Henry and the Clubhouse facts for kids
|Genre||Children's Realistic Fiction|
|Preceded by||Henry and the Paper Route|
Henry and the Clubhouse, by Beverly Cleary, is the fifth book in Henry Huggins series. Now that he has the paper route he wanted so badly in the previous book, Henry and the Paper Route, Henry finds that it's harder than he expected. His earnings are going for the clubhouse he and his friends are building. One of the boys insists that it be a "Boys Only" club, and that causes trouble with Henry's friend Beezus Quimby and her little sister Ramona. Henry and the Clubhouse was published in 1962.
Henry Huggins is the youngest boy in town to have a paper route. He takes his job very seriously, and works hard to make his father proud of him. He likes the responsibility, but he doesn't like the "collecting" aspect of the job; trying to get his customers to pay him on time. And when he goes to the new neighbor's house to sell her a subscription, his dog Ribsy embarrasses him by starting a fight with her Dalmatian. When little Ramona Quimby starts following him around trying to help, the other paper deliverers make fun of them, and all of his ideas to get rid of her seem to backfire.
Henry and his two friends Robert and Murph decide to build the world's best clubhouse in Henry's backyard, using wood donated by one of Henry's customers. The only problem is, Murph can't stand girls, and he insists that it be a "Boys Only" clubhouse. Henry doesn't like excluding his good friend Beezus Quimby, but he agrees to go along anyway. One day, Ramona locks Henry in the clubhouse and he can't get out until he reveals the secret password to Beezus, whom Ramona had gone to for help.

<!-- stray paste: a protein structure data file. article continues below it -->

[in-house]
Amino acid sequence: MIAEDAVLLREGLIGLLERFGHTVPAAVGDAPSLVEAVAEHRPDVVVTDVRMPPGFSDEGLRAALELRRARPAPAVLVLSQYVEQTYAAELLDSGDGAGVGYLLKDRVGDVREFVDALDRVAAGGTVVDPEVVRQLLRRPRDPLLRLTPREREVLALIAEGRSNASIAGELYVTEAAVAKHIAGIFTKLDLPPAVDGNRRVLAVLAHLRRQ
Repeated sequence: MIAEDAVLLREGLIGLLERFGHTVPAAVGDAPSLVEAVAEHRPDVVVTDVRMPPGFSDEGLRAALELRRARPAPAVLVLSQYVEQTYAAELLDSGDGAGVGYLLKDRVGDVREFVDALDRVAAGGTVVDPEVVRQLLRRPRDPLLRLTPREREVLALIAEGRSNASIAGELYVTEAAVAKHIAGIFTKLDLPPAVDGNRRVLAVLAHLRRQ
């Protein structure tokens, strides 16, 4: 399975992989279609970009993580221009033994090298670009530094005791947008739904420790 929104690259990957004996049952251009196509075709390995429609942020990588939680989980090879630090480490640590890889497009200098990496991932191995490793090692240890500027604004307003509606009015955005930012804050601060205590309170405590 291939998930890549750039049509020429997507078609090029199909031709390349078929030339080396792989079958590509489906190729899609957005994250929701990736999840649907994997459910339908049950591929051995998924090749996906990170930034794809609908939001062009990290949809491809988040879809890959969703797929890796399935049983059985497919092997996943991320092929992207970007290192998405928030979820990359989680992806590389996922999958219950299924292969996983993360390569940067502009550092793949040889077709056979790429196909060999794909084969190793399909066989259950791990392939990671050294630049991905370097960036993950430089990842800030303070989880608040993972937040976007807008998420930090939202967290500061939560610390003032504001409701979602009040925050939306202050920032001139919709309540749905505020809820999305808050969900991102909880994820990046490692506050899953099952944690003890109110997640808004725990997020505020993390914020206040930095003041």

It isn't easy to have a job, a major building project, and friends who don't get along. But one winter day Henry feels sorry for Ramona, following him around in the deep snow, and takes her home on his sled before finishing his paper route. His kindness is noticed by one of his customers, who writes a letter to the editor praising him, and Henry ends up making his father proud.
Adaptations and editions
Television programs based on Henry Huggins in Japanese, Spanish, and Swedish;
Audio formats: Henry and the Clubhouse is available on audiobook and CD from HarperAudio and cassette from Recorded Books;
Print/English: Braille editions available from Avon, eBook from Dell Publishing, large print through HarperTrophy;
Worldwide: As of 2010 Henry and the Clubhouse is available in 70 editions in seven languages.
Henry and the Clubhouse Facts for Kids. Kiddle Encyclopedia.